How does chemotherapy affect the cell cycle?
When chemotherapy (cancer drugs) are given to kill cancer cells, they target cells at different phases of the cell cycle. The cell cycle is a series of steps, or phases, each cell takes to become a cell, whether it is a healthy cell or a cancerous cell.
Chemo works by halting cancer cell division, often by interfering with RNA or DNA synthesis, and shrinking the tumor. The cell cycle goes from a resting phase, to an active phase, then to cell division (called mitosis). Chemo kills cells that are either in the resting phase (“cell-cycle non-specific”) or in an actively dividing stage (“cell-cycle specific”).
Your doctor will know when to give your chemotherapy (“chemo”) regimen based on the timing of cell phases. That is why you may receive a chemo regimen as a number of “cycles”, often separated by several weeks. The break in-between treatments also allows your healthy cells to begin to recover.
Why does chemo cause side effects?
Cancer cells typically grow faster than healthy cells. Chemotherapy treatments do not distinguish between healthy cell division and cancer cell division, which means that some healthy cells may be damaged along with the cancer cells during treatment. The damage that occurs to healthy cells during chemotherapy is what leads to some of the common side effects like nausea, hair loss, mouth sores, diarrhea, and low blood cell counts (anemia).
Most people who receive chemotherapy do not have lasting or long-term side effects, but everyone’s treatment journey is different. Cancer cells, which are abnormal cells, do not recover from the chemo treatment. The healthy cells that are damaged during treatment usually recover after chemo is stopped.
You may also receive different cancer medicines used together for a better effect and to help lessen the side effects. For example, other cancer treatments that are not considered “chemo”, such as immunotherapy, hormone therapy and targeted treatments, may be used in addition to your chemotherapy, or at another time. Although these medicines can also cause side effects, they do not typically affect healthy cells like chemotherapy.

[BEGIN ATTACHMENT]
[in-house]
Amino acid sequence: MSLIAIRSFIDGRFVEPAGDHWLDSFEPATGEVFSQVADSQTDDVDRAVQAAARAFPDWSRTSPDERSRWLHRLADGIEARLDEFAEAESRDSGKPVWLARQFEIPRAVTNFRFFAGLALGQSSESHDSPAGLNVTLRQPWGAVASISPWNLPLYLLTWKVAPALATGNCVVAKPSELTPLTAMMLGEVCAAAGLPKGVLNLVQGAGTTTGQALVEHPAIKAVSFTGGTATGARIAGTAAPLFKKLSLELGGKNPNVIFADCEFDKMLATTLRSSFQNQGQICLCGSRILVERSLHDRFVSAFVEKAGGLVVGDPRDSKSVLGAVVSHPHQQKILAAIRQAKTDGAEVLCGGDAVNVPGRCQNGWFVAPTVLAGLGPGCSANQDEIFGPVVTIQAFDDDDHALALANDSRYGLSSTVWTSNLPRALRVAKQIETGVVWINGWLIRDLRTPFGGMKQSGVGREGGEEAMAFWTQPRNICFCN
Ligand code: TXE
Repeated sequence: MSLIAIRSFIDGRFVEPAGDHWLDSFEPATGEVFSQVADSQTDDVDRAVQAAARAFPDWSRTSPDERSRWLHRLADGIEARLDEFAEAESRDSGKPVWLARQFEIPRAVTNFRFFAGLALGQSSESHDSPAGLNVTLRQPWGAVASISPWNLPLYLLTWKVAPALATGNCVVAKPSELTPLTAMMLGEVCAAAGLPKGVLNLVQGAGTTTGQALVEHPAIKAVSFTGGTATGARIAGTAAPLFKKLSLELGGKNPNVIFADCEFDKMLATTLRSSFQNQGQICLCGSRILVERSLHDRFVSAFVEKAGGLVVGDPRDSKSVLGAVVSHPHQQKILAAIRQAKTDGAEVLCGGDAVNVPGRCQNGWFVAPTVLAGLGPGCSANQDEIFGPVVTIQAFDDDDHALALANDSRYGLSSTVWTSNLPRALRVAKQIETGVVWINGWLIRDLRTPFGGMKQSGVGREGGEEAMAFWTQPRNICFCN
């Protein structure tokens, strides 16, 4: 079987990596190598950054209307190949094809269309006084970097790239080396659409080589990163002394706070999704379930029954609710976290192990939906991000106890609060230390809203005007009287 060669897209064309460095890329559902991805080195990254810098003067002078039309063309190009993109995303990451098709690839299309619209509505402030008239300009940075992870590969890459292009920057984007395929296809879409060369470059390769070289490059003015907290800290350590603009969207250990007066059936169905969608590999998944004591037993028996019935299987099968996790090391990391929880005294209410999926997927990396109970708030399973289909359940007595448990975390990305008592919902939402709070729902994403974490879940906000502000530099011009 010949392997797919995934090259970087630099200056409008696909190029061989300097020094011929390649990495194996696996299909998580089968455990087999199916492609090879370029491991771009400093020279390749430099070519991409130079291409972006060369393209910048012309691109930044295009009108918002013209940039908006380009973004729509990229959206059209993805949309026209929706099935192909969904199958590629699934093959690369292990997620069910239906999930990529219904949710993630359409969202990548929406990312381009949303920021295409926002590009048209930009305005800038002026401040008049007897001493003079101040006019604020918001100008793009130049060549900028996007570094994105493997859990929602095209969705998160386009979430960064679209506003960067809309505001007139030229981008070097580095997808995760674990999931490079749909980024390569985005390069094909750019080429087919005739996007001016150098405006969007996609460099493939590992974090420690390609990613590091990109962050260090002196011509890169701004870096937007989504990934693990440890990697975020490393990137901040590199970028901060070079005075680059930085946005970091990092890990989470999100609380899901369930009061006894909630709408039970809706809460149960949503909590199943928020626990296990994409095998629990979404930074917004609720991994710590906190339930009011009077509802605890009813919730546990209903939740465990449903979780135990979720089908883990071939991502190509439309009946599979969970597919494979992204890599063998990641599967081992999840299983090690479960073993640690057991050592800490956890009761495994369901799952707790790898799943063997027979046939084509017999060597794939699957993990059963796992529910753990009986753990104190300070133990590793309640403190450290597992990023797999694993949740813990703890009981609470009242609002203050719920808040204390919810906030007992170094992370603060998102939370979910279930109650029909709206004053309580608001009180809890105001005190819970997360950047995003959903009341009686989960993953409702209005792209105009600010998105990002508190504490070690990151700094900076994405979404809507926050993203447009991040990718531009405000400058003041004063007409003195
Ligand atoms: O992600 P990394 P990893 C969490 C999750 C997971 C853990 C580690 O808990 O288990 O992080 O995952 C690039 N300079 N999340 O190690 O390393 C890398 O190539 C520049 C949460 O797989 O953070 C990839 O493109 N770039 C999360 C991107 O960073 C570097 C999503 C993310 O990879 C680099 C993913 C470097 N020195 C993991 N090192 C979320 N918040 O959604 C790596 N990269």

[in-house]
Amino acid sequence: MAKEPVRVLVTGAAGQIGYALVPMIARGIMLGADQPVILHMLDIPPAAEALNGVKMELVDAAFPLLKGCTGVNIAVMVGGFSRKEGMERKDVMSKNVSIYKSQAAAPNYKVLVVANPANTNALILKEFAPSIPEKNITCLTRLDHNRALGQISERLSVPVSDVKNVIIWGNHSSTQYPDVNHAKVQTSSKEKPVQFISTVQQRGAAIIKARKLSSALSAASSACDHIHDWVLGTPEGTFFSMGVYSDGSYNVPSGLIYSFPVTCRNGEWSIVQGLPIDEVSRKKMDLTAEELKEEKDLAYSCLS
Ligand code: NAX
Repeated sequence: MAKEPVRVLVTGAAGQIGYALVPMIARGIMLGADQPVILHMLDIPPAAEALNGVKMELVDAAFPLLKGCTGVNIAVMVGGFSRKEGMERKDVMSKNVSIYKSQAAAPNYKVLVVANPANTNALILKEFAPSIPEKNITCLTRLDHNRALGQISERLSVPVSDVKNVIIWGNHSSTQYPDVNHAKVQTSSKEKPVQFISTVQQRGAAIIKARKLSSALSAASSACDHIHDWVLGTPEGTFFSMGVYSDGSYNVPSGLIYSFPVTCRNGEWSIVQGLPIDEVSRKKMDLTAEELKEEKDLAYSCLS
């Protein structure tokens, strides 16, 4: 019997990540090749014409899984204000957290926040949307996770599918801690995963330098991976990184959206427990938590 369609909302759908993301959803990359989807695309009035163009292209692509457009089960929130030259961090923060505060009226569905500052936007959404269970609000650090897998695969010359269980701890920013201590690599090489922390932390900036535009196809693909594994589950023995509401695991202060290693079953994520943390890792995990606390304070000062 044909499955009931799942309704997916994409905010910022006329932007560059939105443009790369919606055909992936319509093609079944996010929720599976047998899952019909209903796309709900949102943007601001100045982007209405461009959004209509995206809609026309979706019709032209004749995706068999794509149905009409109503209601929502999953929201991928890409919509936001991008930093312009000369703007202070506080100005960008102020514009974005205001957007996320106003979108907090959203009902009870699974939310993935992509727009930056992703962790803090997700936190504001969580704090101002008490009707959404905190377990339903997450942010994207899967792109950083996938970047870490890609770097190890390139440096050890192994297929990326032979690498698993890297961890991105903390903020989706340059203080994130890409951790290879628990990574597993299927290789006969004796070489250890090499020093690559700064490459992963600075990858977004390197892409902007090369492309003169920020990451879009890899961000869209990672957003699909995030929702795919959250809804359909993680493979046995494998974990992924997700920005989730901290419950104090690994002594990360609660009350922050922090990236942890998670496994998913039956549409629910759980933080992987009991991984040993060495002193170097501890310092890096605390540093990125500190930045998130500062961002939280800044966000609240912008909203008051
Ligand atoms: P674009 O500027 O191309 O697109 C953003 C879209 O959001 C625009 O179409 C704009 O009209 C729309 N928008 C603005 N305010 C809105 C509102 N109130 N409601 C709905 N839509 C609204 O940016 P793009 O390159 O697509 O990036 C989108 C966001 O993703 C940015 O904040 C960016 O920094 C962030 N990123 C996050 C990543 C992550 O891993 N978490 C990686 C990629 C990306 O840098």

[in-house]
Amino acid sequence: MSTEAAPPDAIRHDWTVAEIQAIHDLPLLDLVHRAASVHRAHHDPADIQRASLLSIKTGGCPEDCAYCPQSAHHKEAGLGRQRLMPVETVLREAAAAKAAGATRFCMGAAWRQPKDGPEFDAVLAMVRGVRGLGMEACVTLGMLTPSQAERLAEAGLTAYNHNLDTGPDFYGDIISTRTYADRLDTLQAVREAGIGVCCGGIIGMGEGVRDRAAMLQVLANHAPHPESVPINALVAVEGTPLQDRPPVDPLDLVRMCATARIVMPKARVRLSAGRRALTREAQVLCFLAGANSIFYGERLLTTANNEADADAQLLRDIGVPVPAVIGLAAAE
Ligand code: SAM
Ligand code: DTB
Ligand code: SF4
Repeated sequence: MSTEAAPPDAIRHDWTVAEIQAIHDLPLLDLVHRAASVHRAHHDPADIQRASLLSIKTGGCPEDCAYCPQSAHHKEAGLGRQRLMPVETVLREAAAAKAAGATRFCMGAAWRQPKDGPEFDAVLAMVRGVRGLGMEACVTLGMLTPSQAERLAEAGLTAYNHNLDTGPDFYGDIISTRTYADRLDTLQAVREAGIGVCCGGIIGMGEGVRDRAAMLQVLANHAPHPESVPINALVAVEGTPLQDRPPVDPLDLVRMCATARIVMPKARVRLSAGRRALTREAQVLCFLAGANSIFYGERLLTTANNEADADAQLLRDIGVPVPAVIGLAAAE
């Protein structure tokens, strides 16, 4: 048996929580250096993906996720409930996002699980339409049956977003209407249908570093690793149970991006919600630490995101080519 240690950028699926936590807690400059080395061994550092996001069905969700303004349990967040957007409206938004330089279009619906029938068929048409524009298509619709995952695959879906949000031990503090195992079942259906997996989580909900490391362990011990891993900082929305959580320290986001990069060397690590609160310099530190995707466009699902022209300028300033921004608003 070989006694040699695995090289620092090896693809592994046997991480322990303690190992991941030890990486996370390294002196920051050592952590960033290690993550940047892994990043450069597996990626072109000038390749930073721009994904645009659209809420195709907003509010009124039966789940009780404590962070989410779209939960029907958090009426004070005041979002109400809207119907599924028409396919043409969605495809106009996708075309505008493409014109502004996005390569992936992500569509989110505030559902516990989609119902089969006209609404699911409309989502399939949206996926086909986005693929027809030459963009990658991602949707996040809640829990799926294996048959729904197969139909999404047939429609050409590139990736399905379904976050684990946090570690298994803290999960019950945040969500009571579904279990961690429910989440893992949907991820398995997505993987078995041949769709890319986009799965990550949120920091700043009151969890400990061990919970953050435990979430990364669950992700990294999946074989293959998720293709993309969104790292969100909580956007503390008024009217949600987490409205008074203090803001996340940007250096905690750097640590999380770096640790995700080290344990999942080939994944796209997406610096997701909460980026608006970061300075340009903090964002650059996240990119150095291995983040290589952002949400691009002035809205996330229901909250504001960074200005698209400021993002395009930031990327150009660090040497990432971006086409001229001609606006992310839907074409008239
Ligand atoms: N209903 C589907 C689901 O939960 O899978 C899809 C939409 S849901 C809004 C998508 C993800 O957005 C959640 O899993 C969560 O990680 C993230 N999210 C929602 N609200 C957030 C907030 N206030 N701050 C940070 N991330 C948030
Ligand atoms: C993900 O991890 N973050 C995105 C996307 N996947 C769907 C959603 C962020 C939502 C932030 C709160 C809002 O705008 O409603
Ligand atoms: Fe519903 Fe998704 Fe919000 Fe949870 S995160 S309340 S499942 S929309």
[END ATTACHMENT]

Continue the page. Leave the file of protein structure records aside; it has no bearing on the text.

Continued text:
Related: The Ferocity of Chemotherapy: Does The End Justify The Means?
Your doctor will attempt to limit the impact of side effects when you receive multiple cancer treatments at the same time. Your doctor may also give you treatments that will help to lessen the side effects of your chemotherapy. Ask your doctor which side effects you may expect during your chemo regimen and how you can manage them.
What are the most common chemotherapy drugs?
There are several classes of chemotherapy drugs that your doctor will choose from based on your cancer type and cell cycles. These include:
- alkylating agents
- antitumor antibiotics (includes anthracyclines)
- topoisomerase I and II inhibitors
- mitotic inhibitors
- corticosteroids (consider chemotherapy when used for cancer treatment)
Some medicines do not fit into a specific category, and this is not a full list of all chemotherapy drugs. Chemotherapy may also be used in addition to surgery, biologic drug therapies, or radiation treatment for the best effect.
Learn more: Common Chemotherapy FAQs from Drugs.com
- How Chemotherapy Drugs Work. American Cancer Society. Accessed Dec. 23, 2021 at https://www.cancer.org/treatment/treatments-and-side-effects/treatment-types/chemotherapy/how-chemotherapy-drugs-work.html
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